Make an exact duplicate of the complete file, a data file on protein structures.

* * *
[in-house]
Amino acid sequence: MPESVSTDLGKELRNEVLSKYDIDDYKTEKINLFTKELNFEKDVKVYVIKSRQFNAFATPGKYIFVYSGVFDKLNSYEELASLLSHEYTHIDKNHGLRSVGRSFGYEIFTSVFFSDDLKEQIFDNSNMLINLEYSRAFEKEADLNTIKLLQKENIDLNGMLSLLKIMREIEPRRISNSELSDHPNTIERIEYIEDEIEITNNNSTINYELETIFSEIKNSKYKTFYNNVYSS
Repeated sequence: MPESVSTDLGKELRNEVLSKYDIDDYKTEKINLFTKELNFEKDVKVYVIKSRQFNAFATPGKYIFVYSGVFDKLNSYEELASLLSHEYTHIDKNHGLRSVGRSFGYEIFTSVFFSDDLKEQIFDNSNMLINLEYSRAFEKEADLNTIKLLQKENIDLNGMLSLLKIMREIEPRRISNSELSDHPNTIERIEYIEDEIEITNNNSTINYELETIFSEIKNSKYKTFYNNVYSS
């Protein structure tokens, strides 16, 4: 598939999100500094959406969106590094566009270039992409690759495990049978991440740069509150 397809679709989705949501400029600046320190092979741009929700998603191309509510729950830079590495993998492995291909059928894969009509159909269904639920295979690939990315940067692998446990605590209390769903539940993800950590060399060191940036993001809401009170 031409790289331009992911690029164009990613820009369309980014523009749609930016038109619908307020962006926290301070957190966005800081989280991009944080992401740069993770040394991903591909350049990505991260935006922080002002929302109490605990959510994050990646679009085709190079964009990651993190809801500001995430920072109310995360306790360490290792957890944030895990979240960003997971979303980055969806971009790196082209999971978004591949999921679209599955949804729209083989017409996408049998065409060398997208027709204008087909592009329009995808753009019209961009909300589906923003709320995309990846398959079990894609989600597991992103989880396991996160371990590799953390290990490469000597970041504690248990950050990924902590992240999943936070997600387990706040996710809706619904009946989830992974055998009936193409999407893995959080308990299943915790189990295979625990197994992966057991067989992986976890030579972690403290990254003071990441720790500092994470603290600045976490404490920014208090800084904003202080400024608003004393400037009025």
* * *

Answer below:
[in-house]
Amino acid sequence: MPESVSTDLGKELRNEVLSKYDIDDYKTEKINLFTKELNFEKDVKVYVIKSRQFNAFATPGKYIFVYSGVFDKLNSYEELASLLSHEYTHIDKNHGLRSVGRSFGYEIFTSVFFSDDLKEQIFDNSNMLINLEYSRAFEKEADLNTIKLLQKENIDLNGMLSLLKIMREIEPRRISNSELSDHPNTIERIEYIEDEIEITNNNSTINYELETIFSEIKNSKYKTFYNNVYSS
Repeated sequence: MPESVSTDLGKELRNEVLSKYDIDDYKTEKINLFTKELNFEKDVKVYVIKSRQFNAFATPGKYIFVYSGVFDKLNSYEELASLLSHEYTHIDKNHGLRSVGRSFGYEIFTSVFFSDDLKEQIFDNSNMLINLEYSRAFEKEADLNTIKLLQKENIDLNGMLSLLKIMREIEPRRISNSELSDHPNTIERIEYIEDEIEITNNNSTINYELETIFSEIKNSKYKTFYNNVYSS
């Protein structure tokens, strides 16, 4: 598939999100500094959406969106590094566009270039992409690759495990049978991440740069509150 397809679709989705949501400029600046320190092979741009929700998603191309509510729950830079590495993998492995291909059928894969009509159909269904639920295979690939990315940067692998446990605590209390769903539940993800950590060399060191940036993001809401009170 031409790289331009992911690029164009990613820009369309980014523009749609930016038109619908307020962006926290301070957190966005800081989280991009944080992401740069993770040394991903591909350049990505991260935006922080002002929302109490605990959510994050990646679009085709190079964009990651993190809801500001995430920072109310995360306790360490290792957890944030895990979240960003997971979303980055969806971009790196082209999971978004591949999921679209599955949804729209083989017409996408049998065409060398997208027709204008087909592009329009995808753009019209961009909300589906923003709320995309990846398959079990894609989600597991992103989880396991996160371990590799953390290990490469000597970041504690248990950050990924902590992240999943936070997600387990706040996710809706619904009946989830992974055998009936193409999407893995959080308990299943915790189990295979625990197994992966057991067989992986976890030579972690403290990254003071990441720790500092994470603290600045976490404490920014208090800084904003202080400024608003004393400037009025």